“We encourage Indonesian efforts to uphold the freedoms of religion and speech, which are important facets of its pluralistic democracy.”

Purnama, who says he will appeal, has denied the charges throughout.

Campaigning last September, he reportedly told voters that they were being lied to by people who were misquoting a verse from the Qur’an to back their argument that Muslims should not be ruled by non-Muslims. (Eighty-five percent of Jakarta’s residents are Muslims.)

His accusers claimed he had suggested it was the Qur’an itself that was wrong, although Purnama insists his target was not the Islamic scripture but those who misinterpreted it for political ends.

(The verse, Qur’an 5:51, reads in part, “O you who have believed, do not take the Jews and the Christians as allies.”)

The trial stoked tensions and fears in the country, and Tuesday’s sentencing in a heavily-guarded court was accompanied by nearby street demonstrations by the governor’s supporters – and by Islamists demanding an ever harsher sentence.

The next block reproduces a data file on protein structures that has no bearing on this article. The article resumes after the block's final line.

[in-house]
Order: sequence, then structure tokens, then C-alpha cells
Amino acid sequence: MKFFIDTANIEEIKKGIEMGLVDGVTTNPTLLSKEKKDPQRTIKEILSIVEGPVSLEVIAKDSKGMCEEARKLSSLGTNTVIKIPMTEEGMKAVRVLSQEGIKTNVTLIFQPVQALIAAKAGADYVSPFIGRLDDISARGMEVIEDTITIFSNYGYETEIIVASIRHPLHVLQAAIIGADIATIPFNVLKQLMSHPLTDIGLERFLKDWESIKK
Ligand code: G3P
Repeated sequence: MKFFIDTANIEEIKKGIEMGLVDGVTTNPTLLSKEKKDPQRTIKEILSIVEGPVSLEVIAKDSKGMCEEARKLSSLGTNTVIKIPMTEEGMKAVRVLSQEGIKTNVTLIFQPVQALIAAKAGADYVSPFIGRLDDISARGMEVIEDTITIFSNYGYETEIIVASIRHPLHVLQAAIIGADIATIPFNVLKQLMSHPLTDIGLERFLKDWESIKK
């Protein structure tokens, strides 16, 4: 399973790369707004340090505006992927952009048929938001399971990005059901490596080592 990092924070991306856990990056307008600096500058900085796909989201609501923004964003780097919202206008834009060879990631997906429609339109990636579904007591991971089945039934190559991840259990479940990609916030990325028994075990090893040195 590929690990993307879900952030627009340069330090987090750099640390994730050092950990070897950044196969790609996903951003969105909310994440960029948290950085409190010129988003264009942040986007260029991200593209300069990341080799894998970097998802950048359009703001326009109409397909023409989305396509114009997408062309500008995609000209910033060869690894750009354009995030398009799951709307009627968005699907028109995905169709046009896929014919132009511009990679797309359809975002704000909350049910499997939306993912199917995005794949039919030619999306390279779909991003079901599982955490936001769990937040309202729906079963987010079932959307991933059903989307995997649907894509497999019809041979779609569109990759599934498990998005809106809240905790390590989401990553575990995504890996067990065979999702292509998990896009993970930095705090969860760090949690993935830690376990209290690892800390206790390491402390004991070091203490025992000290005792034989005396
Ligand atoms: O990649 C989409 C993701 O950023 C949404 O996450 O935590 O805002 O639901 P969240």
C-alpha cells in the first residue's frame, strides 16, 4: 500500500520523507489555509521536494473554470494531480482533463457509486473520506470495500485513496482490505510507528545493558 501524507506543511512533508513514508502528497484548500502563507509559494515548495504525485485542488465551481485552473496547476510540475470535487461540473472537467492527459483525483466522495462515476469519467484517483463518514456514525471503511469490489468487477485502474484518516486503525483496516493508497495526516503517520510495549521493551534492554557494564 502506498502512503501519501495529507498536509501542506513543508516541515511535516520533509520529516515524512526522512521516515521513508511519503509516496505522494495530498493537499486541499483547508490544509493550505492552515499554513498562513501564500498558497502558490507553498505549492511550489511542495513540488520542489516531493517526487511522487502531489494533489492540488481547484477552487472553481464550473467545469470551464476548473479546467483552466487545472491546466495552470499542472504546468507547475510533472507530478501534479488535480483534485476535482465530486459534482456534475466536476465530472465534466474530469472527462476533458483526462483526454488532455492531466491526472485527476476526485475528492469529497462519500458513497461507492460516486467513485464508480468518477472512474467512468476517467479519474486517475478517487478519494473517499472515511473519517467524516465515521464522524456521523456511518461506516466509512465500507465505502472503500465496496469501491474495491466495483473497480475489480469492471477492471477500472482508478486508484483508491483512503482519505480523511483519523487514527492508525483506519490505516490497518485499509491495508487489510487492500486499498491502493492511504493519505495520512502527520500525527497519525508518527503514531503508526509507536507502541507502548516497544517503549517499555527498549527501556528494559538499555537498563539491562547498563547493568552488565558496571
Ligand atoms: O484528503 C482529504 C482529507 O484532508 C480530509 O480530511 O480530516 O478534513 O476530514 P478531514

President Joko Widodo, an ally of the governor, called on Indonesians to respect the verdict, but also to respect the convict’s right to appeal and to “trust the ongoing legal process.” He also stressed that the government cannot interfere in court rulings.

Widodo was himself governor of Jakarta with Purnama as his deputy until he was elected president in 2014, a step that then elevated Purnama – a minority Christian and also a member of the minority ethnic Chinese community – to the governorship.

Writing on his Facebook page, Graham, president of the humanitarian organization Samaritan's Purse and son of evangelist Billy Graham, urged Christians to pray for Purnama, his family, and other Christians “facing this kind of persecution every day throughout the Islamic world.”

Graham is hosting a World Summit in Defense of Persecuted Christians in Washington this week, an event drawing hundreds of participants from some 130 countries.

Vice President Mike Pence meets with Indonesian President Joko Widodo in Jakarta, on April 20, 2017. (Photo: White House)

Vice President Mike Pence is scheduled to address the summit on Thursday.